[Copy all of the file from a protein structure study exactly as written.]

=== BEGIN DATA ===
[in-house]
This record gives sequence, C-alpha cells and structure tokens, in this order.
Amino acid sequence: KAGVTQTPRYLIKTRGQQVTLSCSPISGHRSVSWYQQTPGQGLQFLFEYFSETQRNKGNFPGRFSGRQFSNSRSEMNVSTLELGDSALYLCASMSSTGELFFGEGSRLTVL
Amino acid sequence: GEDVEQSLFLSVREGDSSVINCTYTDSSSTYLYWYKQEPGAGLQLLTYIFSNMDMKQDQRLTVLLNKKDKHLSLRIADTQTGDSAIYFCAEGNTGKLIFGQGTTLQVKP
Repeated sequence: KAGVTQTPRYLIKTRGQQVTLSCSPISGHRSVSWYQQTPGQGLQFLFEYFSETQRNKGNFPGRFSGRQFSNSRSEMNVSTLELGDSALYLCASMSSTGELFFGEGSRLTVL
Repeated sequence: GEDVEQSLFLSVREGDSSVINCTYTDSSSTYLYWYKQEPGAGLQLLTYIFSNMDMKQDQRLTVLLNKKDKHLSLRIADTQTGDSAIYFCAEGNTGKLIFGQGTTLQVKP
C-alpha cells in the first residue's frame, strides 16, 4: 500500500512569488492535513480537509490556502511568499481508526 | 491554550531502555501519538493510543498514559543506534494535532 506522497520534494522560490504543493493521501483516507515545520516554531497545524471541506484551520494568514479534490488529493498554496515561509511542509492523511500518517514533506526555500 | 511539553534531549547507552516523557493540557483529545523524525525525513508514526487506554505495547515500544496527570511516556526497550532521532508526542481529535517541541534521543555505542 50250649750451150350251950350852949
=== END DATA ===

[in-house]
This record gives sequence, C-alpha cells and structure tokens, in this order.
Amino acid sequence: KAGVTQTPRYLIKTRGQQVTLSCSPISGHRSVSWYQQTPGQGLQFLFEYFSETQRNKGNFPGRFSGRQFSNSRSEMNVSTLELGDSALYLCASMSSTGELFFGEGSRLTVL
Amino acid sequence: GEDVEQSLFLSVREGDSSVINCTYTDSSSTYLYWYKQEPGAGLQLLTYIFSNMDMKQDQRLTVLLNKKDKHLSLRIADTQTGDSAIYFCAEGNTGKLIFGQGTTLQVKP
Repeated sequence: KAGVTQTPRYLIKTRGQQVTLSCSPISGHRSVSWYQQTPGQGLQFLFEYFSETQRNKGNFPGRFSGRQFSNSRSEMNVSTLELGDSALYLCASMSSTGELFFGEGSRLTVL
Repeated sequence: GEDVEQSLFLSVREGDSSVINCTYTDSSSTYLYWYKQEPGAGLQLLTYIFSNMDMKQDQRLTVLLNKKDKHLSLRIADTQTGDSAIYFCAEGNTGKLIFGQGTTLQVKP
C-alpha cells in the first residue's frame, strides 16, 4: 500500500512569488492535513480537509490556502511568499481508526 | 491554550531502555501519538493510543498514559543506534494535532 506522497520534494522560490504543493493521501483516507515545520516554531497545524471541506484551520494568514479534490488529493498554496515561509511542509492523511500518517514533506526555500 | 511539553534531549547507552516523557493540557483529545523524525525525513508514526487506554505495547515500544496527570511516556526497550532521532508526542481529535517541541534521543555505542 50250649750451150350251950350852949